Well, tonight for the interview, we have two of those people live and
here in studio. They`ll probably be embarrassed if they say they are a big
deal. But that is too bad for them because they are, in fact, a big deal
and that interview is next.


MADDOW: In December 1994, at the Hillcrest Clinic in Norfolk,
Virginia, a man named John Salvi was arrested by police for shooting at the
clinic. Although he did not hit anyone at the clinic, just a day earlier,
he stormed into two different clinics in Brookline, Massachusetts, and
killed two women, one who worked at each place. But he was arrested in
Norfolk when he shot at Hillcrest.

Other anti-abortion zealots had already attacked Hillcrest. In 1983,
a man broke in, poured kerosene all over the office and set it on fire.
The following year, somebody attacked the clinic with a bomb. The bomb
blast broke the plate glass window of the bank branch next door.

But through the shooting attack from John Salvi and the bombing attack
and the arson attack, plus the daily intimidation of aggressive protesters
including some who physically forced their way inside to terrorize the
staff and patients in the clinic -- through all of it, the Hillcrest Clinic
in Norfolk, Virginia, stayed open. They stayed open for four decades.

But now, they have finally succeeded in shutting it down. Bombings,
arson and a .22 caliber semiautomatic Sturmgewehr loaded with hollow point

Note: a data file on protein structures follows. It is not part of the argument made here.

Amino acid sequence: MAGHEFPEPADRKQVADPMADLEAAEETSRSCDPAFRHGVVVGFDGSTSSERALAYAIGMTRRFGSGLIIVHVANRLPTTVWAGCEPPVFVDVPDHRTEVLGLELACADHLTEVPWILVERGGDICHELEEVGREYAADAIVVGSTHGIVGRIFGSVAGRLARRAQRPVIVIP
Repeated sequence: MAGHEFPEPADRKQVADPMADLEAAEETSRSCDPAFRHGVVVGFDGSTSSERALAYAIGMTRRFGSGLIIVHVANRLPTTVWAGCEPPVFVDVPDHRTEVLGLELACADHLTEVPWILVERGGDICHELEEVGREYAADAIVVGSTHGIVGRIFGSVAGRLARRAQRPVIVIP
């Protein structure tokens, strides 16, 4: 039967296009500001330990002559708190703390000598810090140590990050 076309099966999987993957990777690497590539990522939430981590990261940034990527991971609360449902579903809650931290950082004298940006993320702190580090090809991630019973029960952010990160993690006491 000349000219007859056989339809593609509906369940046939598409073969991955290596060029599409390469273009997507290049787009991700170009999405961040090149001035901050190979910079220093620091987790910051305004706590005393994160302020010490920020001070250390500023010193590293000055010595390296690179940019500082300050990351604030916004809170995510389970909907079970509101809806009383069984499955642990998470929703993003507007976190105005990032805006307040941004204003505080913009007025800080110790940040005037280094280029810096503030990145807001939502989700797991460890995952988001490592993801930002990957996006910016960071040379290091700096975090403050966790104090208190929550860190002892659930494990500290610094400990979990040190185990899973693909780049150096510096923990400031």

bullets could not do it, but the Republicans of the Virginia state
legislature now have done it. The anti-abortion TRAP law designed to shut
down the state`s clinics signed by Republican Governor Bob McDonnell and
championed by the Republican candidate for governor, Attorney General Ken
Cuccinelli, that TRAP law has claimed its first victim in Virginia.

Quoting from "The Washington Post," "Even after years of protests,
arson, a pipe bombing and an attack by a man wielding a semiautomatic
weapon, the principal reason it closed its door was that complying with
these new regulations would have saddled the clinic with a half million
dollars in renovations, an affordable expense.

The editorial calls Ken Cuccinelli the most political attorney general
in Virginia`s history. It says, quote, "There`s no evidence that
unsanitary conditions or slapdash procedures are common at abortion clinics
in Virginia nor that women who seek services from them are at risk. The
state`s assault on women`s reproductive rights is an ideological crusade
masquerading as concern for public health."

There are 20 clinics that provide abortion services in the state of
Virginia. A state survey shows that only one clinic meets the requirement
of Virginia Republicans` new anti-abortion law.

So, this one that closed, Hillcrest closing after four decades, that`s
the first one to close but most of the others expected to go, too.

The same types of laws trying to shut down clinics have been passed by
Republicans, are expected to pass soon in Virginia and Alabama and Indiana
and North Carolina and Texas and Mississippi and in North Dakota. In